Author: Sheba Karim

Review: That Thing We Call a Heart by Sheba Karim

Posted June 15, 2017 by Samantha in Uncategorized / 1 Comment

Review: That Thing We Call a Heart by Sheba KarimThat Thing We Call a Heart by Sheba Karim
Published by HarperCollins on May 9th 2017
Genres: Assimilation, Coming of Age, Friendship, Social Themes, Young Adult Fiction
Pages: 288
Format: ARC
Rating: four-starsfour-starsfour-starsfour-stars

This young adult novel by Sheba Karim, author of Skunk Girl, is a funny and affecting coming-of-age story for fans of Jenny Han, Megan McCafferty, and Sara Farizan.Shabnam Qureshi is facing a summer of loneliness and boredom until she meets Jamie, who scores her a job at his aunt’s pie shack. Shabnam quickly finds herself in love, while her former best friend, Farah, who Shabnam has begun to reconnect with, finds Jamie worrying.In her quest to figure out who she really is and what she really wants, Shabnam looks for help in an unexpected place—her family, and her father’s beloved Urdu poetry.That Thing We Call a Heart is a funny and fresh story about the importance of love—in all its forms.

*Review originally posted at YABC:*

Shabnam Qureshi is done with high school, ready to move on to college, and start a new chapter in her life. Her final high school weeks are filled with slip ups, mistakes, and lies, and Shabnam is ready to get away from it all. When she finds a job at a pie shack for the summer, everything changes. Shabnam meets Jamie, a cute boy who seems fascinated by her, and the two bond over poetry. However, Shabnam’s best friend, Farah, whom Shabnam has felt awkward around since Farah started wearing a headscarf, is suspicious about Jamie. As the summer unfolds, Shabnam will learn more about herself, love, friendship, and family.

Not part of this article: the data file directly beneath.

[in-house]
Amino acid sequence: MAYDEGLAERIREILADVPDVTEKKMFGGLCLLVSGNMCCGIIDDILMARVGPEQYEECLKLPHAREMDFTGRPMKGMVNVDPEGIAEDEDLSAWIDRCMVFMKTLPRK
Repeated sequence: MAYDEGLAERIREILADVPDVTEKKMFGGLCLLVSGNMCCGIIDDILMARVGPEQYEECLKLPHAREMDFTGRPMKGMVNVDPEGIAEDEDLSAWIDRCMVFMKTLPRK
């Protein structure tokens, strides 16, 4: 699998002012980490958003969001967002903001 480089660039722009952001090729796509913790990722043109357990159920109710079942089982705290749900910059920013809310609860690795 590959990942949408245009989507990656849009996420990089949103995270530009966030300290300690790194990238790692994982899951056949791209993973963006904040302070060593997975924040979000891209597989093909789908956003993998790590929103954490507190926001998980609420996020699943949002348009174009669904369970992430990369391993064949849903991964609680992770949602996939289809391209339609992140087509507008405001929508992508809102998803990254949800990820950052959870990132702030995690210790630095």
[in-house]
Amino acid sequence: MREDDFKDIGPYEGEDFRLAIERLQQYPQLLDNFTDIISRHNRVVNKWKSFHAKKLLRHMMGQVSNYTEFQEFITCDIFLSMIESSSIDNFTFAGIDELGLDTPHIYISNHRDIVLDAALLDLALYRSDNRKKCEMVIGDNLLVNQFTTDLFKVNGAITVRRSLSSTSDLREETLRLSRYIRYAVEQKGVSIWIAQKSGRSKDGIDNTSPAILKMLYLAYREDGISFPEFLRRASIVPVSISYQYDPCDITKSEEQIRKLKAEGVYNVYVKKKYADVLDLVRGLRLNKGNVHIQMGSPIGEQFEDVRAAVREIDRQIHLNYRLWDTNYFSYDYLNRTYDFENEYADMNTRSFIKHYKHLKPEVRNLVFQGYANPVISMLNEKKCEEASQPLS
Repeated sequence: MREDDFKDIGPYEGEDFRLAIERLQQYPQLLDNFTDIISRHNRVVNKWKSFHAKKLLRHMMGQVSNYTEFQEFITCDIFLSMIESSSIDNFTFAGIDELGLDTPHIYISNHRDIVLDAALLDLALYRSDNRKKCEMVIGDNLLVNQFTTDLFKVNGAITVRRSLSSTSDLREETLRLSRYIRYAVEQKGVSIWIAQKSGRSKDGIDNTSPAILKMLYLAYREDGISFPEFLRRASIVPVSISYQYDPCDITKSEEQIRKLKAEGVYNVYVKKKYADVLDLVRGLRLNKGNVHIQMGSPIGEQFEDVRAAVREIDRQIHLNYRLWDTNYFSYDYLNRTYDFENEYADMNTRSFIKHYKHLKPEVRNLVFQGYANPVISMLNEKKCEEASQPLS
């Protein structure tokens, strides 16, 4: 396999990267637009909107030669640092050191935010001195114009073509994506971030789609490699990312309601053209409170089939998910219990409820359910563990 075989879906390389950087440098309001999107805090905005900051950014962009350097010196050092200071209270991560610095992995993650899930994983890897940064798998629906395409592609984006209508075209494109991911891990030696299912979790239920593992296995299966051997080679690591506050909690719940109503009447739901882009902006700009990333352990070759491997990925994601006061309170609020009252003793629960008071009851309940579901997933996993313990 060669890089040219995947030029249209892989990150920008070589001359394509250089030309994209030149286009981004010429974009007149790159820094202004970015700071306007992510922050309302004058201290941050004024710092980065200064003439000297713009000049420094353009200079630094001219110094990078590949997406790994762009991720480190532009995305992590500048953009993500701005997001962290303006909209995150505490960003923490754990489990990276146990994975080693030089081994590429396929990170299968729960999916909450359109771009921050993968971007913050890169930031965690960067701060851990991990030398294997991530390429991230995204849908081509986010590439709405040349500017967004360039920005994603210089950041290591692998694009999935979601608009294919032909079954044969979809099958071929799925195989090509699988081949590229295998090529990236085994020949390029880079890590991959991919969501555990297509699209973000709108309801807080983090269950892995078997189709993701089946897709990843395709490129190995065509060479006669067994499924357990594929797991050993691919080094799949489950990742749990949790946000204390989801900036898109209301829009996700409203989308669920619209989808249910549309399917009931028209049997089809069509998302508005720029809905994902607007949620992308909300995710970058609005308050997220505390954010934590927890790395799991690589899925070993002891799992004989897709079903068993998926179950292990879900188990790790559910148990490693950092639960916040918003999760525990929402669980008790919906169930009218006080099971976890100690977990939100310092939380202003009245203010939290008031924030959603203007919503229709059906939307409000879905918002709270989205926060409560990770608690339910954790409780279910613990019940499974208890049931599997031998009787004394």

THAT THING WE CALL A HEART is a beautifully emotional story that tackles stereotypes, first love, cultural norms, and more. Sheba Karim creates an easily relatable protagonist in Shabnam, a young woman who wants to fit in. What I love most about this novel is that it focuses on more than romantic matters of the heart. It delves into romantic love, friendship love, family love, and self-love.

I also love that Jamie isn’t a glaringly suspicious guy. His charm and attention makes it easy to see why someone could get a pretty big crush quickly. Yet, as Shabnam continues her journey, readers will see hints of something a little more selfish in him and the ways in which first love can create rose-tinted glasses. But most of all, Shabnam and Farah’s relationship is nuanced and complex, full of tense moments, heartfelt conversations, and a multifaceted exploration of what it means to be a true friend.

Overall, THAT THING WE CALL A HEART will have you laughing and crying in equal measure.